Decorator for validation - inefficient?

Arnaud Delobelle arnodel at googlemail.com
Fri Oct 31 21:06:36 CET 2008


On Oct 31, 6:26 pm, Bryan <bryanv... at gmail.com> wrote:
> I want my business objects to be able to do this:
> class Person(base):
>
>     def __init__(self):
>         self.name = None
>
>     @base.validator
>     def validate_name(self):
>         if not self.name: return ['Name cannot be empty']
>
> p = Person()
> print p.invalid  # Prints ['Name cannot be empty']
> p.name = 'foo'
> print p.invalid  # Prints []
> print bool(p.invalid)  # Prints False
>
> The invalid attribute and validator decorator would be in the base
> class:
> class base(object):
>
>     @staticmethod  # so child can say: @base.validator
>     def validator(func):
>         """Mark the function as a validator."""
>         func._validator = True
>         return func
>
>     def _get_invalid(self):
>     """Collect all validation results from registered validators"""
>         result = []
>         for attrName in dir(self):
>             # Prevent recursive calls
>             if attrName == 'get_invalid' or attrName == 'invalid':
> continue
>
>             attr =  eval('self.' + attrName)  # Get attribute
>
>             if str(type(attr)) == "<type 'instancemethod'>":  # Check
> if is function
>                 if hasattr(attr, '_validator'):  # Check if function
> is a validator
>                     valerr = attr()  # Get result of validation
>                     # Validation result can be a single string, list
> of strings, or None.
>                     # If the validation fails, it will be a string or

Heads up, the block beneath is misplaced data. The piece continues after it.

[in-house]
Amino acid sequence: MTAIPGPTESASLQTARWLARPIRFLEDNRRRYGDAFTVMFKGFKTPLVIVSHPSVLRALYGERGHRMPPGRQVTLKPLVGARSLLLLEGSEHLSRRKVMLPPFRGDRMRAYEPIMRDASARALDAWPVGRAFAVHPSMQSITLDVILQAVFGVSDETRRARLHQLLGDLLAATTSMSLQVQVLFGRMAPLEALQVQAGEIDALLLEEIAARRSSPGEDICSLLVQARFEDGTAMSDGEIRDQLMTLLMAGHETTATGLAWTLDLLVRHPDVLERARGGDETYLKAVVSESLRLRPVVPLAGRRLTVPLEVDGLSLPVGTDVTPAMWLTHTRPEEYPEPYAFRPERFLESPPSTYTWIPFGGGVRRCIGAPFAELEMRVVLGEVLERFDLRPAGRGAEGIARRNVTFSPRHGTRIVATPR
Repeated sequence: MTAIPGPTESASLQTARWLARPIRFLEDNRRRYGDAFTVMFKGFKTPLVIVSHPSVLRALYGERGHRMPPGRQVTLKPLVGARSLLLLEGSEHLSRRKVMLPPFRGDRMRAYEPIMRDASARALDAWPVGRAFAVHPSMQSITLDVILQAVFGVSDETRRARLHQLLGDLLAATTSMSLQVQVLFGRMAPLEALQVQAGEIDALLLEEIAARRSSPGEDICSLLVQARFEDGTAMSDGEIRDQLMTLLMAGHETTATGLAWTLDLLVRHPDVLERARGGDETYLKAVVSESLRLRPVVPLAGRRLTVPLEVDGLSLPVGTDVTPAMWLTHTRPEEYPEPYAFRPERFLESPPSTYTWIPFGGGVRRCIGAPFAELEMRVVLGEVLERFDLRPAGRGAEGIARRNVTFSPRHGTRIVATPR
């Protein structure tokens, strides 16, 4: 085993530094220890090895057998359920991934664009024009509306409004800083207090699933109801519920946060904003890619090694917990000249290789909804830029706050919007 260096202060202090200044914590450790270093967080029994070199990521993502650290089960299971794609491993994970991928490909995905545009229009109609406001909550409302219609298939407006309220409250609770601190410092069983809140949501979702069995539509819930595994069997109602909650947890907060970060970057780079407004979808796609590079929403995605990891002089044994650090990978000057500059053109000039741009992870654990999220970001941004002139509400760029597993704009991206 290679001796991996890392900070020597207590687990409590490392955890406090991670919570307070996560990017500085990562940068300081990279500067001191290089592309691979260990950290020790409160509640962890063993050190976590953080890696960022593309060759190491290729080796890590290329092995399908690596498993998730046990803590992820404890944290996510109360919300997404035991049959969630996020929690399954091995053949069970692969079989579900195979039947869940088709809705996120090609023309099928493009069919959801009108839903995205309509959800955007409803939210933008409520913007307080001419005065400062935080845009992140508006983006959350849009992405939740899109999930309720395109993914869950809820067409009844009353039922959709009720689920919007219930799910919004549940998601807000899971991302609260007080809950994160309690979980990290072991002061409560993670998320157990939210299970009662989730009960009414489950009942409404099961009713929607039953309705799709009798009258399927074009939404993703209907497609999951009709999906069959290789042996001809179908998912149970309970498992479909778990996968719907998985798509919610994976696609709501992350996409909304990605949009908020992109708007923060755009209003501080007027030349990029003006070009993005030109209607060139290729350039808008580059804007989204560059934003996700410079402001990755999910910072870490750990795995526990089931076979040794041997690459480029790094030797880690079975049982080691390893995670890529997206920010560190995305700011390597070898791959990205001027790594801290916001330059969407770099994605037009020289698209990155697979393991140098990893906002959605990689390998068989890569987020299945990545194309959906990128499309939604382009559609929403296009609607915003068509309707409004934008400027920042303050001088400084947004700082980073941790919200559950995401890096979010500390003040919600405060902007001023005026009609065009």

> list of strings
>                     # which describe what the validation errors are.
>                     # If the validation succeeds, None is returned.
>                     if type(valerr) == type([]):
>                         for err in valerr:
>                             result.append(err)
>                     else:
>                         if valerr != None: result.append(valerr)
>         return result  # List of validation error strings
>     invalid = property(_get_invalid, None, None, "List of validation
> errors")  # Read-only, so no fset or fdel
>
> I don't really like the _get_invalid() logic that reflects over each
> attribute and does ugly string comparisons.  Is there a cleaner/more
> pythonic way to do this reflection?
>
> Also, I am using a decorator to simply mark a function as being a
> validator.  This works, but I must enumerate all of the object's
> attributes to find all the validators.  My original plan was to use a
> decorator to "register" a function as being a validator.  Then the
> _get_invalid() call would only need to enumerate the registered
> functions.  I ran into problems when I couldn't figure out how to use
> a decorator to store a function in an attribute of the function's
> class:
> # Decorator to register function as a validator
> def validator(func):
>     """Save func in a list of validator functions on the object that
> contains func"""
>     self._validation_functions.append(func)  # ERROR: Cannot access
> self this way
>     return func
>
> I appreciate your feedback.  I am relatively new to python but have
> become completely enamored by it after looking for alternatives to the
> MS languages I use to develop business apps.

Hi

I suggest a simpler approach

class Base(object):
    @property
    def invalid(self):
        invalid = []
        for field in self.fields:
            validate_field = getattr(self, 'validate_' + field)
            if validate_field:
                errors = validate_field()
                if errors:
                    invalid.extend(errors)
        return invalid

class Person(Base):
    fields = 'name', 'age'
    def __init__(self):
        self.name = None
        self.age = None
    def validate_name(self):
        if not self.name: return ['Name cannot be empty']
    def validate_age(self):
        if self.age is None: return ['Age cannot be empty']
        if not isinstance(self.age, int): return ['Age must be a
number']

Then:

>>> p=Person()
>>> p.invalid
['Name cannot be empty', 'Age cannot be empty']
>>> p.name='Lorenzo'
>>> p.invalid
['Age cannot be empty']
>>> p.age='green'
>>> p.invalid
['Age must be a number']
>>> p.age=12
>>> p.invalid
[]
>>>

HTH

--
Arnaud




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